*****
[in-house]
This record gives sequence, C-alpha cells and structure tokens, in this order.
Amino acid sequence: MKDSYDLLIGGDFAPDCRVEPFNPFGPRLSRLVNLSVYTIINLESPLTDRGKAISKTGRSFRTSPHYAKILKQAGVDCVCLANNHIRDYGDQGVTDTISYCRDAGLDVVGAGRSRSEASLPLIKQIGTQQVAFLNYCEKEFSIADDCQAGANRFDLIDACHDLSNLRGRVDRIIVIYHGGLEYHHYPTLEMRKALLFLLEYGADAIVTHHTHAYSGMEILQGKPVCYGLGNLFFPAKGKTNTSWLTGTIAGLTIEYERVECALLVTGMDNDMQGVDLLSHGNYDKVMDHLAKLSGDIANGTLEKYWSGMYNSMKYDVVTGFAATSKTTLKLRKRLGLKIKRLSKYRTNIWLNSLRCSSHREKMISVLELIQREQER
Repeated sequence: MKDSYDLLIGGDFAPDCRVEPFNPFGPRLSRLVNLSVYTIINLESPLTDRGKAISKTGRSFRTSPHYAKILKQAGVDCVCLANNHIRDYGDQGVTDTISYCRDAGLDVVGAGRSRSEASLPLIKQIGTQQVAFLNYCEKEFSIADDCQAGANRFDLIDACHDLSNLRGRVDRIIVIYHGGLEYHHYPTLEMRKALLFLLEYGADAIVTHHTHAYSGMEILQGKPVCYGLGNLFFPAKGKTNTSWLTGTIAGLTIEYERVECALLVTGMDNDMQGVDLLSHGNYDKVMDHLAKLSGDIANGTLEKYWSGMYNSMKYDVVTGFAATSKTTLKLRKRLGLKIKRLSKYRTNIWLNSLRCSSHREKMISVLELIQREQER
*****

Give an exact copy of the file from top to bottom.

[in-house]
This record gives sequence, C-alpha cells and structure tokens, in this order.
Amino acid sequence: MKDSYDLLIGGDFAPDCRVEPFNPFGPRLSRLVNLSVYTIINLESPLTDRGKAISKTGRSFRTSPHYAKILKQAGVDCVCLANNHIRDYGDQGVTDTISYCRDAGLDVVGAGRSRSEASLPLIKQIGTQQVAFLNYCEKEFSIADDCQAGANRFDLIDACHDLSNLRGRVDRIIVIYHGGLEYHHYPTLEMRKALLFLLEYGADAIVTHHTHAYSGMEILQGKPVCYGLGNLFFPAKGKTNTSWLTGTIAGLTIEYERVECALLVTGMDNDMQGVDLLSHGNYDKVMDHLAKLSGDIANGTLEKYWSGMYNSMKYDVVTGFAATSKTTLKLRKRLGLKIKRLSKYRTNIWLNSLRCSSHREKMISVLELIQREQER
Repeated sequence: MKDSYDLLIGGDFAPDCRVEPFNPFGPRLSRLVNLSVYTIINLESPLTDRGKAISKTGRSFRTSPHYAKILKQAGVDCVCLANNHIRDYGDQGVTDTISYCRDAGLDVVGAGRSRSEASLPLIKQIGTQQVAFLNYCEKEFSIADDCQAGANRFDLIDACHDLSNLRGRVDRIIVIYHGGLEYHHYPTLEMRKALLFLLEYGADAIVTHHTHAYSGMEILQGKPVCYGLGNLFFPAKGKTNTSWLTGTIAGLTIEYERVECALLVTGMDNDMQGVDLLSHGNYDKVMDHLAKLSGDIANGTLEKYWSGMYNSMKYDVVTGFAATSKTTLKLRKRLGLKIKRLSKYRTNIWLNSLRCSSHREKMISVLELIQREQER